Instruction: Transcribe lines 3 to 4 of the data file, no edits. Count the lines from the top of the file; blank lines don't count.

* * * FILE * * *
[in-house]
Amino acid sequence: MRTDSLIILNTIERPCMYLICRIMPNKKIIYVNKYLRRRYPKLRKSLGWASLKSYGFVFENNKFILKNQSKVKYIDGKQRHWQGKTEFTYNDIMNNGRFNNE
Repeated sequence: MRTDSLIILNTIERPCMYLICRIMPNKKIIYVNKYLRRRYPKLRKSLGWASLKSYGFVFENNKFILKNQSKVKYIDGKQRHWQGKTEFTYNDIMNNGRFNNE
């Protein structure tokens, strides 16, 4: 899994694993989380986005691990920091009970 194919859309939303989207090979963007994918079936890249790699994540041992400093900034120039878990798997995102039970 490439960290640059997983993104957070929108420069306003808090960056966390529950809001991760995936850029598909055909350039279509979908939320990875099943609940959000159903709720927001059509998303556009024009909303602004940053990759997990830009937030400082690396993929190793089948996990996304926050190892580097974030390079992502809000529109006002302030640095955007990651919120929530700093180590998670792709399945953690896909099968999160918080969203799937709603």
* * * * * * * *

Repeated sequence: MRTDSLIILNTIERPCMYLICRIMPNKKIIYVNKYLRRRYPKLRKSLGWASLKSYGFVFENNKFILKNQSKVKYIDGKQRHWQGKTEFTYNDIMNNGRFNNE
């Protein structure tokens, strides 16, 4: 899994694993989380986005691990920091009970 194919859309939303989207090979963007994918079936890249790699994540041992400093900034120039878990798997995102039970 490439960290640059997983993104957070929108420069306003808090960056966390529950809001991760995936850029598909055909350039279509979908939320990875099943609940959000159903709720927001059509998303556009024009909303602004940053990759997990830009937030400082690396993929190793089948996990996304926050190892580097974030390079992502809000529109006002302030640095955007990651919120929530700093180590998670792709399945953690896909099968999160918080969203799937709603």